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Stargate SG-1 Cast Interviews: Michael Shanks

America's Most Wanted
Diane McGinn, Starburst #286, May 02

"A bit of changing of the guard had happened on the production side of Stargate at the end of Season Three," Shanks explains, "and I saw early on in season four what was going to happen. They were trying to introduce this character of Anise, and all of a sudden this love relationship between Carter and O'Neill seemed to blossom, and I just went to the writers of the show and went 'What are you doing here? You're making it into a soap opera!' I knew that with all this going on, my character and Teal'c would be just left on the backseat, but they came back to me and said 'It's just something we're experimenting with."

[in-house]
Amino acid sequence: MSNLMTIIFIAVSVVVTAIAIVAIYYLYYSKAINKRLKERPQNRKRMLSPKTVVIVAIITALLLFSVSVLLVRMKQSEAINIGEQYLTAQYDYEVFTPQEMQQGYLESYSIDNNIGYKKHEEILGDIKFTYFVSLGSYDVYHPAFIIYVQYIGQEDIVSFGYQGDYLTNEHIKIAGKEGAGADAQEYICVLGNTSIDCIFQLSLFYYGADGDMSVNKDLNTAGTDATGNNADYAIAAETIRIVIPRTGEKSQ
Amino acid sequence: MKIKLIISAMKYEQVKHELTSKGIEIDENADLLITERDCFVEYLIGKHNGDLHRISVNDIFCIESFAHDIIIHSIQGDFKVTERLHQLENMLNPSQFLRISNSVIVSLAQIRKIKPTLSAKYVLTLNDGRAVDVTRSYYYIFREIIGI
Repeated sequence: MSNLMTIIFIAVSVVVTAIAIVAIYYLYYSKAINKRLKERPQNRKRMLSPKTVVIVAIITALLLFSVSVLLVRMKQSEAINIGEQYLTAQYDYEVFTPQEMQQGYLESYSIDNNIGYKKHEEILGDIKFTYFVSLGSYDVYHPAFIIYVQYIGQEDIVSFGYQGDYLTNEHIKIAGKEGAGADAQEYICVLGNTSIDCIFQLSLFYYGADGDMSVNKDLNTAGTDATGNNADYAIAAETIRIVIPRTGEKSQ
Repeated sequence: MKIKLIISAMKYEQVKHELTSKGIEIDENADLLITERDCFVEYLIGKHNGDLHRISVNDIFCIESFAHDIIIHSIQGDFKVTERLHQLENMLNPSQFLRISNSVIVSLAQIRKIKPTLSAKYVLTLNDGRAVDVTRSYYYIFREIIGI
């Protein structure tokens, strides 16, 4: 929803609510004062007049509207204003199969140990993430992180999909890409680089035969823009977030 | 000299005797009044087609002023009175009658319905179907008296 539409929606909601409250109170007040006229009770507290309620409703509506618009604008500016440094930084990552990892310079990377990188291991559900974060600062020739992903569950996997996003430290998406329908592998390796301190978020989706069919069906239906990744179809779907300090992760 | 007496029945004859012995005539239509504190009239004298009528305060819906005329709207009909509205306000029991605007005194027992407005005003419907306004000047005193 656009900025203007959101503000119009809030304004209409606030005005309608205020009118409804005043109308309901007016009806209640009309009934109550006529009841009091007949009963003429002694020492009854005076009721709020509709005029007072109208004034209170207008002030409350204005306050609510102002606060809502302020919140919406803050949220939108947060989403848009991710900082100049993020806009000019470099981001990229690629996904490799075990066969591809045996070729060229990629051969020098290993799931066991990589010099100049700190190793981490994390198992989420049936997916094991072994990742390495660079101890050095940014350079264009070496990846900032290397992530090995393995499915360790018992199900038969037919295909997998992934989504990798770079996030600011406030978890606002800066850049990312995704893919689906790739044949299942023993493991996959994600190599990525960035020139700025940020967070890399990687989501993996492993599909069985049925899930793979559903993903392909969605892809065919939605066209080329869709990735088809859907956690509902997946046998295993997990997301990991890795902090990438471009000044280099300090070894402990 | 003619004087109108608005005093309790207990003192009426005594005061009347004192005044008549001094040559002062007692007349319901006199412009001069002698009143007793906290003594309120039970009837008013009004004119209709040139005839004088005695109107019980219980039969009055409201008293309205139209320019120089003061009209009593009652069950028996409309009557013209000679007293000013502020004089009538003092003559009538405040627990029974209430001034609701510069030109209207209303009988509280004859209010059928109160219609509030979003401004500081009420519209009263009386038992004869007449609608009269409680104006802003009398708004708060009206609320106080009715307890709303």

[Starburst asked if this was about Stargate losing its focus or about Michael Shanks grumbling because he wasn't getting much to do.  They refer to what Brad Wright has stated in interview, that with Sha'uri dead, Daniel's story arc was over.]

Michael Shanks takes the point, but disagrees. "I think you can have that problem of writing a character into a corner, but at the same time you have the ability to bust him out of that corner. After all, with the character of Carter they managed to cross the 'mythical boundaries' with complete frivolity, saying 'We'll make her an astrophysicist, we'll make her a Captain and eventually a Major in the US air force. We'll make her a kick arse martial artist and an ace shot, and a field medic and an expert in technologies - not just knowing the basic principles of science, but understanding the technologies as well - and then she gets penetrated by a Goa'uld so now she has their inherited abilities! It's like 'Wow, she should have her own series!'"